Guest Post: A Look at 'The Picture (of Dorian Gray)'

 

Editor's Note: This guest post from long-time GLAAD volunteer Dan Bacalzo is part of GLAAD's effort to draw more attention to theater projects with LGBT content. To find more LGBT-inclusive plays in Los Angeles and New York, please visit theater.glaad.org.

By Dan Bacalzo

Oscar Wilde, best known as a playwright, wrote his first and only novel The Picture of Dorian Gray in 1890. It famously tells the tale of a man whose likeness is lovingly captured in a painting that grows increasingly hideous to reflect the darkness of the man's soul even as his physical body remains young and beautiful. Wilde's final literary creation was a letter he penned to his lover Lord Alfred Douglas while Wilde was imprisoned for acts of gross indecency. It reflects upon the love affair between the two men as well as on Wilde's spiritual growth within prison. The letter was published posthumously in 1905 under the title De Profundis.

These Wilde pieces now serve as the source material for The Picture (of Dorian Gray), adapted and directed by Neal Utterback, which receives its New York City premiere at the Paradise Factory May 15-23. "It's really interesting how the two works are wrestling with a lot of the same ideas," says Utterback. "The blurring of an artist and an artist's work, the fluid nature of identity and how vulnerable identity is to influence, and the sacrifices we make for the things we want and the things we think we want."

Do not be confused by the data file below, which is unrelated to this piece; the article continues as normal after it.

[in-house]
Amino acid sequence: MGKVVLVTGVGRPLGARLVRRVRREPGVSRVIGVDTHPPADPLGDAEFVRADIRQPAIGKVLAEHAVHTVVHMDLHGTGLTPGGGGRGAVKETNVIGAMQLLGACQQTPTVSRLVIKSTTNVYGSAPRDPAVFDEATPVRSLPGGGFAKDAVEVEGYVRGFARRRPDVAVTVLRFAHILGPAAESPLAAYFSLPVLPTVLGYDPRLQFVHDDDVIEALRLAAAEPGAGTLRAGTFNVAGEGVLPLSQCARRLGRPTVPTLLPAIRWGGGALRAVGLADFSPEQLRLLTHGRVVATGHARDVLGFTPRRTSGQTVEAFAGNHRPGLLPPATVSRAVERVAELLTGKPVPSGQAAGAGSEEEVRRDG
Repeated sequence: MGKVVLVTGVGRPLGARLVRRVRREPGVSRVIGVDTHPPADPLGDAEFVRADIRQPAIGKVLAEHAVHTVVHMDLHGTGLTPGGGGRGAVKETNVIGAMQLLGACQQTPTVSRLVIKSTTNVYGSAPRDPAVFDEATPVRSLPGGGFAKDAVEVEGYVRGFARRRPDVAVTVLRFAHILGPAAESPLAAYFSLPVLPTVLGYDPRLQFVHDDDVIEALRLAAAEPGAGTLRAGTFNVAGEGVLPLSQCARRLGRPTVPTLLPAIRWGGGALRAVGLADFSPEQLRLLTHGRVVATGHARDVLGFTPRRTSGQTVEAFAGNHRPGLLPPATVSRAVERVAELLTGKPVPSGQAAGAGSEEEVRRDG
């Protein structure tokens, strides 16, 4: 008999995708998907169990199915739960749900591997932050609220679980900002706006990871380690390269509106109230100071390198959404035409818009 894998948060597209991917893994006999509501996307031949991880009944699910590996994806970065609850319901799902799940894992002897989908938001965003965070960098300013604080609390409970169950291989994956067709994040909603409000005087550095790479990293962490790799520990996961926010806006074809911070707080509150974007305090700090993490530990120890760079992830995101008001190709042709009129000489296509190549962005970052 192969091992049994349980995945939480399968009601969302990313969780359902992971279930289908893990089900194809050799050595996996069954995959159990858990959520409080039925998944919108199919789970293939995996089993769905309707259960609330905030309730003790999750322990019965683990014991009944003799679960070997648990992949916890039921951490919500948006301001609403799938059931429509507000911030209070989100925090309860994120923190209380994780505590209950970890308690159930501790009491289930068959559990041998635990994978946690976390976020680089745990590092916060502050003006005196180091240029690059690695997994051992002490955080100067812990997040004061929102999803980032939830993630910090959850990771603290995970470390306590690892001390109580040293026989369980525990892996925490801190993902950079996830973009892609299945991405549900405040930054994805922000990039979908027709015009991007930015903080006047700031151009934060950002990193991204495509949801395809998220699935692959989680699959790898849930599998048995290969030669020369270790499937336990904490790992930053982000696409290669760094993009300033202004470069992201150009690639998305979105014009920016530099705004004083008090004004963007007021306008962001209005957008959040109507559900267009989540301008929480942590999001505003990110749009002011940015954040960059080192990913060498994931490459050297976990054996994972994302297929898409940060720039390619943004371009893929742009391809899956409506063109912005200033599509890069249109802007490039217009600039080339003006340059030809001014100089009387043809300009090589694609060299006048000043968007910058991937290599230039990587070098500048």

Utterback eschews the Victorian context of Wilde's works in favor of bringing the action much closer to the present, and examining contemporary LGBT issues. "We as a community ask the outside world to treat us compassionately and equally, yet we often internally can be the meanest to each other," he says. "This particularly influences LGBT youth, and we need to be more nurturing."

That idea is reflected in the make-up of his company, The Gravity Partners, which is a professional theater organization based out of Juniata College in Central Pennsylvania that utilizes both current and former students. "These are not our school productions," says Utterback, who is an Assistant Professor at Juniata. "We create new work using the college as an off-site incubator where we can make all sorts of wonderful mistakes. And then we send the work out into the world, principally as part of festivals."

The Picture (of Dorian Gray) originally debuted at the Dublin Gay Theatre Festival in 2009, and is now part of The Planet Connections Theatre Festivity. Utterback's stripped down minimalist style is a good match for the eco-friendly arts festival. The writer/director is also impressed by the festival's commitment to linking each of its productions to a charity that is in keeping with the work the artists do. "Each company in the festival can choose how they support the charity," says Utterback. "Some people are doing on-site fundraising events. Others are taking donations at the door, something we're doing as well. But in addition, we as a company decided that all of our ticket sales – anything that we make – is going straight to GLAAD. I love that GLAAD's mission is largely about sharing our stories, as that's sort of what I'm in the business of doing."

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The Picture (of Dorian Gray) is being performed at The Paradise Factory (64 East Fourth Street, New York, NY) from May 15 through May 23. Tickets are $18. For complete schedule of performances and more information, visit http://nytheater.glaad.org/2014/view.php?id=138.

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